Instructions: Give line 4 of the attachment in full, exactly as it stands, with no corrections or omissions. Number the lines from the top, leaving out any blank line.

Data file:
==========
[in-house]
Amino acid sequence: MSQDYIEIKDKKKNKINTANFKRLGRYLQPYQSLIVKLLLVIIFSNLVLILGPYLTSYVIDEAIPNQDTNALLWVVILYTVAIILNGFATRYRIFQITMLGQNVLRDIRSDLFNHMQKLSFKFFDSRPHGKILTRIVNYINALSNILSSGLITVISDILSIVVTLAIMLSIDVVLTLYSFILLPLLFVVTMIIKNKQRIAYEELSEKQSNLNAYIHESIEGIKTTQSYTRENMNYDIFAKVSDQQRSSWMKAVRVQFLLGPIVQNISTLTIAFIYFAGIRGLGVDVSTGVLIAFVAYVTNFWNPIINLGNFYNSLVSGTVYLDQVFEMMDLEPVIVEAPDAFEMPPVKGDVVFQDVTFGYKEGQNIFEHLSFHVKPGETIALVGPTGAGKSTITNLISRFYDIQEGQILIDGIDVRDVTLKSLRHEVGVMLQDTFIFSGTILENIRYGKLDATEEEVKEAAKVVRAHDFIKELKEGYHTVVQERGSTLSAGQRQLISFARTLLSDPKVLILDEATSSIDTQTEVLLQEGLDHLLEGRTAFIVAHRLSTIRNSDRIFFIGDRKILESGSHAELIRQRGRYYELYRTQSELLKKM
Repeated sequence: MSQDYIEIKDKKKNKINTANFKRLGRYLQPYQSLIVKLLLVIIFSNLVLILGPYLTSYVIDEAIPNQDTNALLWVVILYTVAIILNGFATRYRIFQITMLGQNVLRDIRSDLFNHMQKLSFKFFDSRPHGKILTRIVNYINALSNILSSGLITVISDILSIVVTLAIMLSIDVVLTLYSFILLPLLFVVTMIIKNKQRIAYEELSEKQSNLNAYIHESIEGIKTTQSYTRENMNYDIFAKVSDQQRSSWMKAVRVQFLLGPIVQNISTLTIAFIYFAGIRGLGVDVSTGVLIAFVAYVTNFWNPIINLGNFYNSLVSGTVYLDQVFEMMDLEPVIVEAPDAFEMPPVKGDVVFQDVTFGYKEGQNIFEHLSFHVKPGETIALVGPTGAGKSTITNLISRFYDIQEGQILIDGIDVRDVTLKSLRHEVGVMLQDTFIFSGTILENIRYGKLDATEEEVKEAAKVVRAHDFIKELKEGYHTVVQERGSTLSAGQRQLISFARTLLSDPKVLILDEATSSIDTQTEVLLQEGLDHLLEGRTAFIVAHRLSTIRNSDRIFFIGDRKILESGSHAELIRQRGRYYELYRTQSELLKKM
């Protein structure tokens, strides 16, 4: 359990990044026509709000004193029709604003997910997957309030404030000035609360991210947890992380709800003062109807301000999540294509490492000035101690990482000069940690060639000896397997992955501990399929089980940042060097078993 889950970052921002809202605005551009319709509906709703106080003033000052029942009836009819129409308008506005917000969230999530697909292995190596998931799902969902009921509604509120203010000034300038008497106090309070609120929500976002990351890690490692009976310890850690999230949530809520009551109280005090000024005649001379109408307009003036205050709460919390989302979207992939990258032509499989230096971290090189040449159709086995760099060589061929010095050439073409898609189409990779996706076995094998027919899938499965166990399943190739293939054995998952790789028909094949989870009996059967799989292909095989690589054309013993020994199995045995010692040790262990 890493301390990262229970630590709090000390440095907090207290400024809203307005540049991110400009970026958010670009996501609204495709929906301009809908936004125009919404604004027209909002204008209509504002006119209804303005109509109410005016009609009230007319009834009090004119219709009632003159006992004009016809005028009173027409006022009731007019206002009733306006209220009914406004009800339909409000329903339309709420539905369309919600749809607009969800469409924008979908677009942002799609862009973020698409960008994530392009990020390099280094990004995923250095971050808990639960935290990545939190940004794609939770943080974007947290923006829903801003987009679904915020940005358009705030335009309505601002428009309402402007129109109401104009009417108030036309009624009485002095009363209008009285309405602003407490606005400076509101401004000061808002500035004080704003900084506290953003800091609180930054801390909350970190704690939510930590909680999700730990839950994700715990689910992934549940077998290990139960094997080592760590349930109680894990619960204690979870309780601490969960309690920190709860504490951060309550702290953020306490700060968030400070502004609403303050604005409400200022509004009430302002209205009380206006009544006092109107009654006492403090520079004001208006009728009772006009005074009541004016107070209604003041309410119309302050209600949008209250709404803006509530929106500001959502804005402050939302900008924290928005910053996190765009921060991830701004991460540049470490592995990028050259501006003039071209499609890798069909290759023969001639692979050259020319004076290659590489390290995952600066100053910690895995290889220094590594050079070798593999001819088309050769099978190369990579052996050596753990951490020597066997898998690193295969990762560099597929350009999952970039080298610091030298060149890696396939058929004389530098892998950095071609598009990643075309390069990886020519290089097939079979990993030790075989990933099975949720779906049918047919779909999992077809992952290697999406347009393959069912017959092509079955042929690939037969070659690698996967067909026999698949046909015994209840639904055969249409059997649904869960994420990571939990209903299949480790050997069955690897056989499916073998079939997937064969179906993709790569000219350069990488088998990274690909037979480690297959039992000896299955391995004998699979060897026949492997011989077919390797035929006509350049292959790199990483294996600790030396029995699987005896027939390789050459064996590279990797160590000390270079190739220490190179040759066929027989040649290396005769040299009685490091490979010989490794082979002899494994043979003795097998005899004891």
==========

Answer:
């Protein structure tokens, strides 16, 4: 359990990044026509709000004193029709604003997910997957309030404030000035609360991210947890992380709800003062109807301000999540294509490492000035101690990482000069940690060639000896397997992955501990399929089980940042060097078993 889950970052921002809202605005551009319709509906709703106080003033000052029942009836009819129409308008506005917000969230999530697909292995190596998931799902969902009921509604509120203010000034300038008497106090309070609120929500976002990351890690490692009976310890850690999230949530809520009551109280005090000024005649001379109408307009003036205050709460919390989302979207992939990258032509499989230096971290090189040449159709086995760099060589061929010095050439073409898609189409990779996706076995094998027919899938499965166990399943190739293939054995998952790789028909094949989870009996059967799989292909095989690589054309013993020994199995045995010692040790262990 890493301390990262229970630590709090000390440095907090207290400024809203307005540049991110400009970026958010670009996501609204495709929906301009809908936004125009919404604004027209909002204008209509504002006119209804303005109509109410005016009609009230007319009834009090004119219709009632003159006992004009016809005028009173027409006022009731007019206002009733306006209220009914406004009800339909409000329903339309709420539905369309919600749809607009969800469409924008979908677009942002799609862009973020698409960008994530392009990020390099280094990004995923250095971050808990639960935290990545939190940004794609939770943080974007947290923006829903801003987009679904915020940005358009705030335009309505601002428009309402402007129109109401104009009417108030036309009624009485002095009363209008009285309405602003407490606005400076509101401004000061808002500035004080704003900084506290953003800091609180930054801390909350970190704690939510930590909680999700730990839950994700715990689910992934549940077998290990139960094997080592760590349930109680894990619960204690979870309780601490969960309690920190709860504490951060309550702290953020306490700060968030400070502004609403303050604005409400200022509004009430302002209205009380206006009544006092109107009654006492403090520079004001208006009728009772006009005074009541004016107070209604003041309410119309302050209600949008209250709404803006509530929106500001959502804005402050939302900008924290928005910053996190765009921060991830701004991460540049470490592995990028050259501006003039071209499609890798069909290759023969001639692979050259020319004076290659590489390290995952600066100053910690895995290889220094590594050079070798593999001819088309050769099978190369990579052996050596753990951490020597066997898998690193295969990762560099597929350009999952970039080298610091030298060149890696396939058929004389530098892998950095071609598009990643075309390069990886020519290089097939079979990993030790075989990933099975949720779906049918047919779909999992077809992952290697999406347009393959069912017959092509079955042929690939037969070659690698996967067909026999698949046909015994209840639904055969249409059997649904869960994420990571939990209903299949480790050997069955690897056989499916073998079939997937064969179906993709790569000219350069990488088998990274690909037979480690297959039992000896299955391995004998699979060897026949492997011989077919390797035929006509350049292959790199990483294996600790030396029995699987005896027939390789050459064996590279990797160590000390270079190739220490190179040759066929027989040649290396005769040299009685490091490979010989490794082979002899494994043979003795097998005899004891």